China halts the import of Fronterra milk powder

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China halts the import of Fronterra milk powder

China has stopped all imports of New Zealand milk powders after Auckland-based dairy producer Fonterra Cooperative Group warned of a contaminated ingredient, said Trade Minister Tim Groser.

The decision by Chinese authorities is “absolutely appropriate,” Groser told Television New Zealand. Fonterra has said that an ingredient used in baby formula and other food showed strains of bacteria.

Fonterra, the world’s largest dairy exporter, is issuing the warning as China steps up scrutiny of local and international food companies after a spate of safety scandals. Any broad fallout would be a setback for the industry as the Asian nation is the biggest buyer of New Zealand dairy products, mainly milk powder.

“This is a very serious situation” for New Zealand, Groser said in the TV interview. “How serious it is depends obviously on the extent of the problem and how long it lasts.”

Dairy products make up about a quarter of New Zealand’s total overseas sales. China last month disclosed a probe into pricing of baby formula, prompting companies from Danone SA to Nestle SA to cut prices. Fonterra in July said it would cut prices in China for Anmum supplements for pregnant women.

Fonterra said Saturday that three batches of a whey ingredient made at a New Zealand plant last year may contain a bacteria that can cause a rare illness called botulism. The batches were mixed with other ingredients to form products sold in other markets, and several countries including China are affected, the New Zealand Ministry for Primary Industries said.

Four Chinese companies including units of Hangzhou Wahaha Group imported possibly tainted products from Fonterra, Chinese quality supervision regulators said in a statement yesterday. The products have been recalled, the regulator said. China asked local agencies to step up inspections of milk products from New Zealand.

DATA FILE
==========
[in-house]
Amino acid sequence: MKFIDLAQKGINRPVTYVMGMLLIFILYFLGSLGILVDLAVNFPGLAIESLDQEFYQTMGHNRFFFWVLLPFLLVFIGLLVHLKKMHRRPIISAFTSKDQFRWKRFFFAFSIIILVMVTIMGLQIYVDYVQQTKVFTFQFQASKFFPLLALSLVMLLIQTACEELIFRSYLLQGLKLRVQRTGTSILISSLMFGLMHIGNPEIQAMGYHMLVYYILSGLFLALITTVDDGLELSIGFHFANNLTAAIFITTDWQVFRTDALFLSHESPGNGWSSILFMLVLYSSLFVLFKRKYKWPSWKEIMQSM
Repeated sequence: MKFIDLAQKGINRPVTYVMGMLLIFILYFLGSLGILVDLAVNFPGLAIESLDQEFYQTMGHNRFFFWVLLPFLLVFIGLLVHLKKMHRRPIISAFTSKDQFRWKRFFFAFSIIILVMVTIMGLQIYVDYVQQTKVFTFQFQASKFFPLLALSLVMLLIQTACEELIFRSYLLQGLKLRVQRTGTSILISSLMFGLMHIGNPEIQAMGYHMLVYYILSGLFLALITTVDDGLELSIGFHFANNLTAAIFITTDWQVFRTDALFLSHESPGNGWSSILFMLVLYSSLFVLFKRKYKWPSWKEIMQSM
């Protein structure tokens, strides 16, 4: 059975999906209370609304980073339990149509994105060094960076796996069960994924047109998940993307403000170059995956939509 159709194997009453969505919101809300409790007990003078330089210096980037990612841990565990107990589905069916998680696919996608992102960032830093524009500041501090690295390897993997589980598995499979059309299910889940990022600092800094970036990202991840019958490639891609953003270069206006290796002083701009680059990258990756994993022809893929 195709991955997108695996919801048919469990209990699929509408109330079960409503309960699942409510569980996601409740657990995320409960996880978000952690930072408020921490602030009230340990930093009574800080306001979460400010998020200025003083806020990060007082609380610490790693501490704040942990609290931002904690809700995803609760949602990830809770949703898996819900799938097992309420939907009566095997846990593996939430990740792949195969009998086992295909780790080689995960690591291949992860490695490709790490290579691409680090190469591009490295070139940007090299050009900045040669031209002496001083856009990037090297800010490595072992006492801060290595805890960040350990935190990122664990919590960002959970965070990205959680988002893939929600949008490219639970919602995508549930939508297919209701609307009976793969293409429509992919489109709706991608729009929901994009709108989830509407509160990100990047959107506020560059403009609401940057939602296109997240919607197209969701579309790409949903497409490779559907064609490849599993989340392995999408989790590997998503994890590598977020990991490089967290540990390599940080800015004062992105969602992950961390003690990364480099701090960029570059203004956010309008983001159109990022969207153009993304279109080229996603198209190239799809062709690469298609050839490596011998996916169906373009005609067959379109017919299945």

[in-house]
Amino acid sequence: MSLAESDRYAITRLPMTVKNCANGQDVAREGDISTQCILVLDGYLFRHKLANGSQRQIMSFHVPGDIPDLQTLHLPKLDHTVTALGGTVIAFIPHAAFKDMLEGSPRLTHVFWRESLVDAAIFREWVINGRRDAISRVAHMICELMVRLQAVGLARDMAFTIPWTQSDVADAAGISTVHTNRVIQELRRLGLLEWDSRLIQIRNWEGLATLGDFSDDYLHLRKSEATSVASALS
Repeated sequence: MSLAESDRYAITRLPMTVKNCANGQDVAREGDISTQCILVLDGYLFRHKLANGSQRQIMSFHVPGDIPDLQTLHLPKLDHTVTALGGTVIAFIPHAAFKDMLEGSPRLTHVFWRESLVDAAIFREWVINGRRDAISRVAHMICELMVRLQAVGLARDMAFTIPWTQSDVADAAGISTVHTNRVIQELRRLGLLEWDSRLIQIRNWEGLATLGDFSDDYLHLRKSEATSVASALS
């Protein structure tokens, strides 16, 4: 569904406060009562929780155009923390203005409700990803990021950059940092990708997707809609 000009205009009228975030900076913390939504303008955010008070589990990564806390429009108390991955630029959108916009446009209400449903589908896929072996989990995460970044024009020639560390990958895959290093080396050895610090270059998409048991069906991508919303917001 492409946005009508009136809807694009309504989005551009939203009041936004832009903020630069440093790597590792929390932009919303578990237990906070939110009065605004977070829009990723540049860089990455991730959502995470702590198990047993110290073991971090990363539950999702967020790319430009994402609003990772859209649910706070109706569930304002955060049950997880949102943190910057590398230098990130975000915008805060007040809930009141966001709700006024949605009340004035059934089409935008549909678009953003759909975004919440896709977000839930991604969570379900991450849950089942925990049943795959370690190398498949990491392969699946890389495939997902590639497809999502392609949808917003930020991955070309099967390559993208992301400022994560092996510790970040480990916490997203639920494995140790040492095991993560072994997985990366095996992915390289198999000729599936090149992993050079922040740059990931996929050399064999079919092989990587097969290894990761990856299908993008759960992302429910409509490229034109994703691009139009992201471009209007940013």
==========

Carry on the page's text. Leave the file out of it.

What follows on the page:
New Zealand officials are working closely with Chinese and other authorities, Groser said, adding that the trade issues “are not just about China.” Calls made yesterday to the offices of China’s commerce ministry and national quality inspector went unanswered.

No Fonterra-branded consumer products are affected by the quality issue, the company has said. Fonterra separately markets a range of commercial ingredients that are sold to other food companies that use them to manufacture their own consumer products. The New Zealand company got about 14 percent of its revenue from China in the six months ended Jan. 31.

Fonterra said it had told eight clients about a quality problem after tests showed the possible presence of a strain of the bacteria Clostridium in a whey protein that the company’s customers use in infant formula, types of milk powder and sports drinks. There have been no reports of any illness linked to consuming the affected product, it said.

Fonterra said Chief Executive Officer Theo Spierings, who is visiting China for scheduled meetings, will speak with customers there.

The U.S. Centers for Disease Control and Prevention describes botulism as a rare but serious paralytic illness caused by a nerve toxin. In New Zealand, five batches of Nutricia Karicare follow-on formula products for children from 6 months old were identified as potentially containing contaminated protein, the Ministry for Primary Industries said.

Fonterra in January had to assure China that traces of an agricultural chemical found in some milk posed no health risks.

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